3.1.2. Rainfall

The mean annual rainfall is assessed for each vegetation group on the basis of climatic maps. This has made it possible to assess the correlation between average primary productivity per year and the mean precipitation of the different zones of the country, taking into account areas covered by the various vegetation types. The results are shown in Fig. 2.

Figure 2 - The total (--.--) and palatable (-.-) primary productivity expressed as tons of dry matter, in correlation with mean annual rainfall.

The exactness of the curves on Fig. 2 should be tested. Above all, it is the region falling within the 750 to 1,550 mm rainfall belt that should be studied thoroughly. However, there already exists an indication as to the validity of those curves drawn on the basis of extrapolation, in the 1972/73 assessment of the primary productivity of grasslands made by the Sotuba Institut des Recherches Zootechniques in Bamako. Averages of 2.6 and 2.8 tons/ha/year, respectively, were found for the total primary productivity.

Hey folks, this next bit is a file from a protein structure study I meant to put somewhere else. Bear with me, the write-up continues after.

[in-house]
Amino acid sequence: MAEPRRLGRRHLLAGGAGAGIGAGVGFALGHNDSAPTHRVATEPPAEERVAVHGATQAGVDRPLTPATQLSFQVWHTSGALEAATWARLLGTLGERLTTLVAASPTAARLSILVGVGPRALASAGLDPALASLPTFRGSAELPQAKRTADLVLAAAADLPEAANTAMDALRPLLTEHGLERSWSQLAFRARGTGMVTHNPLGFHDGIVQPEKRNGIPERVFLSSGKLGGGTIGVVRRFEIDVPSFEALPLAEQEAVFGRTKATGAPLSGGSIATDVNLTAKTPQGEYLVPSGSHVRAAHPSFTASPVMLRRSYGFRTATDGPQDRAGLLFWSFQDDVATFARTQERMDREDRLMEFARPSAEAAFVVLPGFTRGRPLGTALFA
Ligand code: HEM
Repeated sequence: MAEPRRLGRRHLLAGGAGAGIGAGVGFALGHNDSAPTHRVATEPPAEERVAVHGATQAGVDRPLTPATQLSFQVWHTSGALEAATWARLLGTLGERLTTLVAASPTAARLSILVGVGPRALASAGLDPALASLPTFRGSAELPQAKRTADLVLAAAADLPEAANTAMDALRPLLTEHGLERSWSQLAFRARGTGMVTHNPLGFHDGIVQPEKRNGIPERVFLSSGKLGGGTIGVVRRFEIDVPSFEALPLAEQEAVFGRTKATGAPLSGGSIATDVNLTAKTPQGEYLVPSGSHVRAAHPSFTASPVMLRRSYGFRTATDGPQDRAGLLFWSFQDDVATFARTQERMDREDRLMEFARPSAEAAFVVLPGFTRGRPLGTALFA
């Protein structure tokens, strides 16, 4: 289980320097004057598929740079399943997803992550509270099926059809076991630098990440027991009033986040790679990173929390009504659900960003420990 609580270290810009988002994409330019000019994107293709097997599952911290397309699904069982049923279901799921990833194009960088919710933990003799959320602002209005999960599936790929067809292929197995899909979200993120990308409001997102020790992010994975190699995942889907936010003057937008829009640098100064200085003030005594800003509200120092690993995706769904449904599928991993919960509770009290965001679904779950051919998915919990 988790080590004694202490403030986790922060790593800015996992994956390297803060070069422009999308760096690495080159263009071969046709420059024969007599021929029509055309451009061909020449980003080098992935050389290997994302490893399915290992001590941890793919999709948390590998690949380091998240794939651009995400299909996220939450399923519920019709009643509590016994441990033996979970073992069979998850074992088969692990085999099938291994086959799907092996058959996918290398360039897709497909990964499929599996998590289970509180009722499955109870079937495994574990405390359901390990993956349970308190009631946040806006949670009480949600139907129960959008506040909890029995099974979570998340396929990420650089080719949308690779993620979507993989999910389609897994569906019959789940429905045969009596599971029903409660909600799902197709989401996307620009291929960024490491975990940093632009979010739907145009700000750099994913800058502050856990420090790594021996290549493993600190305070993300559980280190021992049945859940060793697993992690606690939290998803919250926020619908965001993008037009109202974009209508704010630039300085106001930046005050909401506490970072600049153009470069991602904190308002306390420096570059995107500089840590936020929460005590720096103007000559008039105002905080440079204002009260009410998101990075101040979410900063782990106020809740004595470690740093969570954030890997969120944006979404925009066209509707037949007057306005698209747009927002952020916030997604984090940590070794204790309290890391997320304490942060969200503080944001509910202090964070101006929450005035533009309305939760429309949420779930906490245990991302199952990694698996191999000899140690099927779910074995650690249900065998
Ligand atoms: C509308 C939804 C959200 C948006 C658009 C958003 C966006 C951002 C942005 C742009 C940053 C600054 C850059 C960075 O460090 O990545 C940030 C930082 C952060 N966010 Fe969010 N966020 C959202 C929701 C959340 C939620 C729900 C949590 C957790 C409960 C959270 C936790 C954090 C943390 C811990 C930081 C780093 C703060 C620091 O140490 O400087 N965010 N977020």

According to the curve on Fig. 2, the average primary productivity under an annual precipitation of 1,100 mm, which is the average rainfall in Bamako, is 3.2 t/ha; in other words, higher than what was measured. But it should be noted that rainfall during the last two years was 730 and 870 mm in Bamako. We may thus expect a productivity of around 2.5 and 2.7 t/ha under those rains, according to Fig. 2. Besides, the results are not extremes, as shown in Fig. 3. This figure is a comparison between the total primary productivity of the herbaceous stratum in Mali and Algeria and that of a South African grassland (according to Claudin, 1973).